The following is an extract from the Minutes of the AMSAT-NA Board of Directors meeting held June 29, 1996 in Silver Spring, Maryland.
Bill Tynan stated that the IARU has formed a committee to address several potential changes to the international Amateur Service and the Amateur Satellite Service regulations which are to be addressed at the 1999 WRC. For example, one of these is the question of whether or not nations should require a Morse Code examination for operation below 30 MHz. He said that this committee is called the Future of the Amateur Service Committee (FASC). As a preliminary step, the FASC circulated a Discussion Paper, which was sent to him for AMSAT, and for which comments are needed by June 30, 1996. On receiving this paper Bill asked Ray Soifer to lead in the preparation of an AMSAT position for presentation to the Board before forwarding it to IARU. He said that it is the review, and hopefully approval, of the draft that mainly prompted this board meeting at this particular time. Ray Soifer then led the discussion, describing the make-up, mission and schedule of the FASC. He said that the committee is to prepare a position paper to the submitted to the IARU in preparation for the 1999 WRC.
All Board members concurred with the principle of AMSAT filing recommendations dealing only with the Amateur Satellite Service, and that there was no need for us to address other issues such as the Morse issue. Ray Soifer then presented the draft document which he, with the help of several other Board members, had prepared for approval by the full Board. He summarized its main points as follows:
Both Art Feller and Frank Bauer expressed some concern with the draft. Frank wanted to modify the language that exists in the current rules with respect to third party traffic, specifically to aid SAREX contacts with overseas school groups. Art was concerned with much of the thrust of the document, feeling that some of the proposed changes would be undesirable for Amateur Radio and represent too great a change from existing rules. He was particularly concerned that the proposed changes might allow communications in the amateur bands which could be accommodated on other allocations and should not be allowed in the amateur bands. He feared that such changes could eventually work against maintaining amateur allocations. In particular, he disagreed with the proposal to remove the word "radio" from type of technical data traffic that can be carried on amateur frequencies, opening them up to the transmission of any type of scientific data. Bill Tynan, while mindful of Art's past association with the FCC and his knowledge of allocation matters, expressed the view that Amateur Radio might improve its standing at allocation conferences if we can show that it is aiding scientific research leading to greater knowledge. He noted that the current rules make it difficult to do this, unless the scientific data is somehow related to radio. He cited as an example a proposed university satellite project to conduct a biological experiment, in which it was suggested that the data be telemetered on amateur frequencies. He said that he had told the group that their proposal did not meet the currently understood amateur or amateur satellite rules, since the resulting data had nothing to do with "radio" technology. Art's strong feeling was that this interpretation is correct and that such use of amateur frequencies should not be allowed.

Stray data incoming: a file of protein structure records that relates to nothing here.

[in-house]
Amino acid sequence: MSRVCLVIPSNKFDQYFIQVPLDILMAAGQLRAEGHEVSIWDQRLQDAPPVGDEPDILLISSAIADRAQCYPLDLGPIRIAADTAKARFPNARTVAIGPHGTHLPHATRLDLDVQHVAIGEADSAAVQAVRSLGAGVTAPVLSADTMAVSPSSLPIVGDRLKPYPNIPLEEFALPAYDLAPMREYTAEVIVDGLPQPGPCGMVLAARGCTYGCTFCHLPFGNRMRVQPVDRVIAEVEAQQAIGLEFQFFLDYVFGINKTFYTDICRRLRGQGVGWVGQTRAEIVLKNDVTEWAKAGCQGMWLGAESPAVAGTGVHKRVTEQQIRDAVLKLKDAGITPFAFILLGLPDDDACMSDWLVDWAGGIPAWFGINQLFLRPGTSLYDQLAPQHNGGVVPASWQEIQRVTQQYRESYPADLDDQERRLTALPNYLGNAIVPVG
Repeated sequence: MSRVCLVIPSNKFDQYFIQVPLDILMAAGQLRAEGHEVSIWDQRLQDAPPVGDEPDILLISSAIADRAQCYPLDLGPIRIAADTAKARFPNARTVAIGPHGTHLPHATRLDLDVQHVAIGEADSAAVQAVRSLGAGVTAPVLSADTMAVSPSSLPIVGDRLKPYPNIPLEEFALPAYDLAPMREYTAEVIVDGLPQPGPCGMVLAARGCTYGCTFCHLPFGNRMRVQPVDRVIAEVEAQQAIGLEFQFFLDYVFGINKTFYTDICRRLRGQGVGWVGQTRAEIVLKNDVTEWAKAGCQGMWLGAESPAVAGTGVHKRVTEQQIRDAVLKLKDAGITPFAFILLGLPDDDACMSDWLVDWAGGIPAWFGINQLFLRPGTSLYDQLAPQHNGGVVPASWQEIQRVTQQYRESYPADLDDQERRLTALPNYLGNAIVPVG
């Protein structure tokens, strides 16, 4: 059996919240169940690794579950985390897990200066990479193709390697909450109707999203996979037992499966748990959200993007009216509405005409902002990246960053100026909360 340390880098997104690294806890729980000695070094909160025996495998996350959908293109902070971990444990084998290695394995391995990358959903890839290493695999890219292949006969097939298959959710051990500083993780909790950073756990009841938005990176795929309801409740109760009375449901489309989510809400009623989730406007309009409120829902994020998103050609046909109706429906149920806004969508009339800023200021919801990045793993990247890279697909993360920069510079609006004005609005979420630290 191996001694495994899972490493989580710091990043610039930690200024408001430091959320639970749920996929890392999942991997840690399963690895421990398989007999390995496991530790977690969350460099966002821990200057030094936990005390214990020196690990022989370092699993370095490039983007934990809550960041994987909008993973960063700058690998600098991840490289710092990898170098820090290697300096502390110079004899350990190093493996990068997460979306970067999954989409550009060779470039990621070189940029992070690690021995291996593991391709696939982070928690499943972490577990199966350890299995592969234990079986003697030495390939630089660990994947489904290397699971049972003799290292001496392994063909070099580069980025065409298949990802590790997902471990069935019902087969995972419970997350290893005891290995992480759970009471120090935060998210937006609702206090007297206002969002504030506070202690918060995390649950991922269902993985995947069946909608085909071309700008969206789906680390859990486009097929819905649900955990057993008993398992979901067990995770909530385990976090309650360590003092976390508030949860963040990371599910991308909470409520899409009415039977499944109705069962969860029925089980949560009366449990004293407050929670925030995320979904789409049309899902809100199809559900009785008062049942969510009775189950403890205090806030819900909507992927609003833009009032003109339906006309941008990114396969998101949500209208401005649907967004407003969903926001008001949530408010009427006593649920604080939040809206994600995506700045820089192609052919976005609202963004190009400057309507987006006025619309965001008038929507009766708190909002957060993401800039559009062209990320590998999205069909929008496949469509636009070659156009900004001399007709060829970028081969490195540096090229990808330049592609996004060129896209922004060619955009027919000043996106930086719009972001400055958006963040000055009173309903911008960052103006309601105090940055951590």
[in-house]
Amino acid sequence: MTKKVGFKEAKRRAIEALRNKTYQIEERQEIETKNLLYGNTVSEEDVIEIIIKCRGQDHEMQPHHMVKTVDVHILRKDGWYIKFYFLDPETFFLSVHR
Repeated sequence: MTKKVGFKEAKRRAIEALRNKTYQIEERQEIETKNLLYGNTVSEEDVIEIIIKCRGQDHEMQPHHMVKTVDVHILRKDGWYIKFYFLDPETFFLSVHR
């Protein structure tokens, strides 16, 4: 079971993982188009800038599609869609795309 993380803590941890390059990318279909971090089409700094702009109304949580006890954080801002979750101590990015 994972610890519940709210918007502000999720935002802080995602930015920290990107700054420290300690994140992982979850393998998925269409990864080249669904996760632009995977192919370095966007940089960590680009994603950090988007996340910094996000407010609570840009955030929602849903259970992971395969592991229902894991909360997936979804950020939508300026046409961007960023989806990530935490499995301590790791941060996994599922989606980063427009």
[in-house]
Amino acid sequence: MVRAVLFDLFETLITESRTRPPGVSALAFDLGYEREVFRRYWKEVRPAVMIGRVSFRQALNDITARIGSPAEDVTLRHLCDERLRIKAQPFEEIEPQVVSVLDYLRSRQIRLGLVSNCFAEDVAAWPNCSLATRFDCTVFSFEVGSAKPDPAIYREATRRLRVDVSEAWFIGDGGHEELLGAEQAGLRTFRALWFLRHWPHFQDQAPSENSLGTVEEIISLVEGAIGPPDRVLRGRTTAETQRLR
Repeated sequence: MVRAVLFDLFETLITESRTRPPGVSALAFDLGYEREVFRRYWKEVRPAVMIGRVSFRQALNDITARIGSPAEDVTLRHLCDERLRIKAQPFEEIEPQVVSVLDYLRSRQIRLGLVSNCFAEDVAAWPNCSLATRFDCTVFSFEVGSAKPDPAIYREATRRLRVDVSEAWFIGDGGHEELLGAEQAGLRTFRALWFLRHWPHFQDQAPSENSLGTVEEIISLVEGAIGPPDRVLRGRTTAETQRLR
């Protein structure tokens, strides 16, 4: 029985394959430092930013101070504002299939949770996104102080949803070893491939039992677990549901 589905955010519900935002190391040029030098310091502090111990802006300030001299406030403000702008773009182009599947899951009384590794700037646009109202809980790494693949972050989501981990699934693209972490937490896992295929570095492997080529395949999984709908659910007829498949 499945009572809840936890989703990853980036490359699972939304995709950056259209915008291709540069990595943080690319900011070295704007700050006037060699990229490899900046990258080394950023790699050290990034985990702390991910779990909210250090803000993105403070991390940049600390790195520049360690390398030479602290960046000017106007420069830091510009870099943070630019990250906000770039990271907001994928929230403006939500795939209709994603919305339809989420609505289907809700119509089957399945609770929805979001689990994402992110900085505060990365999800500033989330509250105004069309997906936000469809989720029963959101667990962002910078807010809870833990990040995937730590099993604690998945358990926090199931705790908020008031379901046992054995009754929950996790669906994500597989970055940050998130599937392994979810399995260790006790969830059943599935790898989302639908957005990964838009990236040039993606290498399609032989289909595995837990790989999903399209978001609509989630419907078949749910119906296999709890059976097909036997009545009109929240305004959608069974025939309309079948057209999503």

Tom suggested that our document make it clear that what we are saying in response to the FASC paper are recommendations and that this be stated prominently at the beginning of our document, possibly in a cover letter. It was also proposed that we are aware that the recommendations we are making should be carefully studied by the FASC, prior to making recommendations to the IARU. Tom also stated that he believes that the guidelines this Board considered several years ago are adequate to define the kinds of projects that are appropriate as amateur satellites. He summarized these as follows:
He pointed out that nowhere in these guidelines are the kinds of data that can be transmitted mentioned.
The consensus was that the general concept embodied in these four points reflect the recommendations we are trying to convey to the FASC, but that the current international rules say otherwise. Therefore we concluded that we would recommend that appropriate rule changes be sought at the 1999 WRC. Accordingly, Board members approved the general thrust of the document, as presented by Ray, with appropriate editorial changes made to accommodate Frank's and Tom's points. Ray and several others huddled to produce the final version.
The Board of Directors meeting minutes were transcribed by Bill Hook, W3QBC, and published in the September/October 1996 issue of the AMSAT Journal. This section was retyped and converted to HTML by Paul Williamson, KB5MU. Send your comments on this Web page to KB5MU.